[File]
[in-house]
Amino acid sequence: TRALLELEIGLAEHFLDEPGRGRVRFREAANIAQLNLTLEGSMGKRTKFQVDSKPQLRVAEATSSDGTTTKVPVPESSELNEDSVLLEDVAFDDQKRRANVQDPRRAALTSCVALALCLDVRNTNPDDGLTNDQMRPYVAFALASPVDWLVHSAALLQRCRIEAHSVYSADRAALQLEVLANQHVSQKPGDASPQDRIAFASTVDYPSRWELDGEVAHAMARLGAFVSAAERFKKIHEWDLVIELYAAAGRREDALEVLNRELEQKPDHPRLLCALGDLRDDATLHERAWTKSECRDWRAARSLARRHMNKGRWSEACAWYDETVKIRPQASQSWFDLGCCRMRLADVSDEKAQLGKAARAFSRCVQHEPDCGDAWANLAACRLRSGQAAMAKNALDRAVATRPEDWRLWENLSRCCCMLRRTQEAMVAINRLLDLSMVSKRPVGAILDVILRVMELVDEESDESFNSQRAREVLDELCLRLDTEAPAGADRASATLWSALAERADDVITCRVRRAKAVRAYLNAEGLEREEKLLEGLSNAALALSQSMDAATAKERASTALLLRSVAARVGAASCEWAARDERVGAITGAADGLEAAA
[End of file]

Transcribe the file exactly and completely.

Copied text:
[in-house]
Amino acid sequence: TRALLELEIGLAEHFLDEPGRGRVRFREAANIAQLNLTLEGSMGKRTKFQVDSKPQLRVAEATSSDGTTTKVPVPESSELNEDSVLLEDVAFDDQKRRANVQDPRRAALTSCVALALCLDVRNTNPDDGLTNDQMRPYVAFALASPVDWLVHSAALLQRCRIEAHSVYSADRAALQLEVLANQHVSQKPGDASPQDRIAFASTVDYPSRWELDGEVAHAMARLGAFVSAAERFKKIHEWDLVIELYAAAGRREDALEVLNRELEQKPDHPRLLCALGDLRDDATLHERAWTKSECRDWRAARSLARRHMNKGRWSEACAWYDETVKIRPQASQSWFDLGCCRMRLADVSDEKAQLGKAARAFSRCVQHEPDCGDAWANLAACRLRSGQAAMAKNALDRAVATRPEDWRLWENLSRCCCMLRRTQEAMVAINRLLDLSMVSKRPVGAILDVILRVMELVDEESDESFNSQRAREVLDELCLRLDTEAPAGADRASATLWSALAERADDVITCRVRRAKAVRAYLNAEGLEREEKLLEGLSNAALALSQSMDAATAKERASTALLLRSVAARVGAASCEWAARDERVGAITGAADGLEAAA